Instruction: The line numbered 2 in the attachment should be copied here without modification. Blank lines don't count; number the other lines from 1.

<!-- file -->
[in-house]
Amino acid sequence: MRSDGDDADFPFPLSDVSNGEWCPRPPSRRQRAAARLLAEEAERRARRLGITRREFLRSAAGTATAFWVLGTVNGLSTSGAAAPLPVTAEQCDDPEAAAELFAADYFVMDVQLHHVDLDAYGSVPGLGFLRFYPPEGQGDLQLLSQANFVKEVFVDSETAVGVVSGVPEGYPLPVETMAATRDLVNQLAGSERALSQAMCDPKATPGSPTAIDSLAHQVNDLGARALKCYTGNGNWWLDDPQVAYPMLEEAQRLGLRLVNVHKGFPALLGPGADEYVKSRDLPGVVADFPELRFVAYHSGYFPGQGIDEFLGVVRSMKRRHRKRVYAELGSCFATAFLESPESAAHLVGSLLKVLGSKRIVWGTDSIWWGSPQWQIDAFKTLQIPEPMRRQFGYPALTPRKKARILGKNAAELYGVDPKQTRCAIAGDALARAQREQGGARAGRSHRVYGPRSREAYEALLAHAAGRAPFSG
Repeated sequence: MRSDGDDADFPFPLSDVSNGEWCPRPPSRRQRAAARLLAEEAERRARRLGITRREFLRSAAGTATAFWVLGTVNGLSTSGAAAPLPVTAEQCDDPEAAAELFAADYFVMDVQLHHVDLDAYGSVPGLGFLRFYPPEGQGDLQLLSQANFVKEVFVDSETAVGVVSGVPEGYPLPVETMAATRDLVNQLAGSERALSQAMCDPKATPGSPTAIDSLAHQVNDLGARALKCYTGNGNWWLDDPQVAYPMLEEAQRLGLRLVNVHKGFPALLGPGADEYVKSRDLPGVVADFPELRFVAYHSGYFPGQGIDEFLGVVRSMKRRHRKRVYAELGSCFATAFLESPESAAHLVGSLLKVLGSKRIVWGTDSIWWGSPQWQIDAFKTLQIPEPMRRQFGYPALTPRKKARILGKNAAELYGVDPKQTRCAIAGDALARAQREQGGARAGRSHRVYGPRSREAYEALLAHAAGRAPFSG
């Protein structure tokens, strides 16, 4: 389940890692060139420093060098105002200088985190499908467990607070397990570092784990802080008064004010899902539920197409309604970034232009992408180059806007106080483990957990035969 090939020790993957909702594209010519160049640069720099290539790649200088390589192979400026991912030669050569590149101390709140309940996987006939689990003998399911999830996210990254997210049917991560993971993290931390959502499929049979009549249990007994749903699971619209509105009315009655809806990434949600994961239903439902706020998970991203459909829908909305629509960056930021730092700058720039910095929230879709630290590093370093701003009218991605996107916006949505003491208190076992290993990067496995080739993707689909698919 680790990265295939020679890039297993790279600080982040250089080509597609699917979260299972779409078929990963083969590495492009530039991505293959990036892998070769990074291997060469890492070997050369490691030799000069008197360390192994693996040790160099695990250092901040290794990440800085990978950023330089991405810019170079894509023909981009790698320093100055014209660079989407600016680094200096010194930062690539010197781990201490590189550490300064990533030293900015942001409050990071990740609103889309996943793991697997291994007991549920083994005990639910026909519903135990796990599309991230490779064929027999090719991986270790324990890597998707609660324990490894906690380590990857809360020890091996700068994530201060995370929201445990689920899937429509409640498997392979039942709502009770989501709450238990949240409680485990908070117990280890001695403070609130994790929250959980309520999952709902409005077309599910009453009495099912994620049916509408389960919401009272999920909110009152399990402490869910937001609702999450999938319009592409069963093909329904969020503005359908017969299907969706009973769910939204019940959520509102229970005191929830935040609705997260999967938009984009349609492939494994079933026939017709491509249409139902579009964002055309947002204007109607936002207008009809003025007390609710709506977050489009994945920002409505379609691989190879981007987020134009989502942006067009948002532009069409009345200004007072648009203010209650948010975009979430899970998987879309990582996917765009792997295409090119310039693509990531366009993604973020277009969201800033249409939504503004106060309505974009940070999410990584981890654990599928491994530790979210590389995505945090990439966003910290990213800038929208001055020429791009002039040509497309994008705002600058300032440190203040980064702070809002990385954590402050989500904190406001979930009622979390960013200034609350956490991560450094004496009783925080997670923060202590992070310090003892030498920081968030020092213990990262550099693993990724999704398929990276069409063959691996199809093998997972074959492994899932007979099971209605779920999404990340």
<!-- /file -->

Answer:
Amino acid sequence: MRSDGDDADFPFPLSDVSNGEWCPRPPSRRQRAAARLLAEEAERRARRLGITRREFLRSAAGTATAFWVLGTVNGLSTSGAAAPLPVTAEQCDDPEAAAELFAADYFVMDVQLHHVDLDAYGSVPGLGFLRFYPPEGQGDLQLLSQANFVKEVFVDSETAVGVVSGVPEGYPLPVETMAATRDLVNQLAGSERALSQAMCDPKATPGSPTAIDSLAHQVNDLGARALKCYTGNGNWWLDDPQVAYPMLEEAQRLGLRLVNVHKGFPALLGPGADEYVKSRDLPGVVADFPELRFVAYHSGYFPGQGIDEFLGVVRSMKRRHRKRVYAELGSCFATAFLESPESAAHLVGSLLKVLGSKRIVWGTDSIWWGSPQWQIDAFKTLQIPEPMRRQFGYPALTPRKKARILGKNAAELYGVDPKQTRCAIAGDALARAQREQGGARAGRSHRVYGPRSREAYEALLAHAAGRAPFSG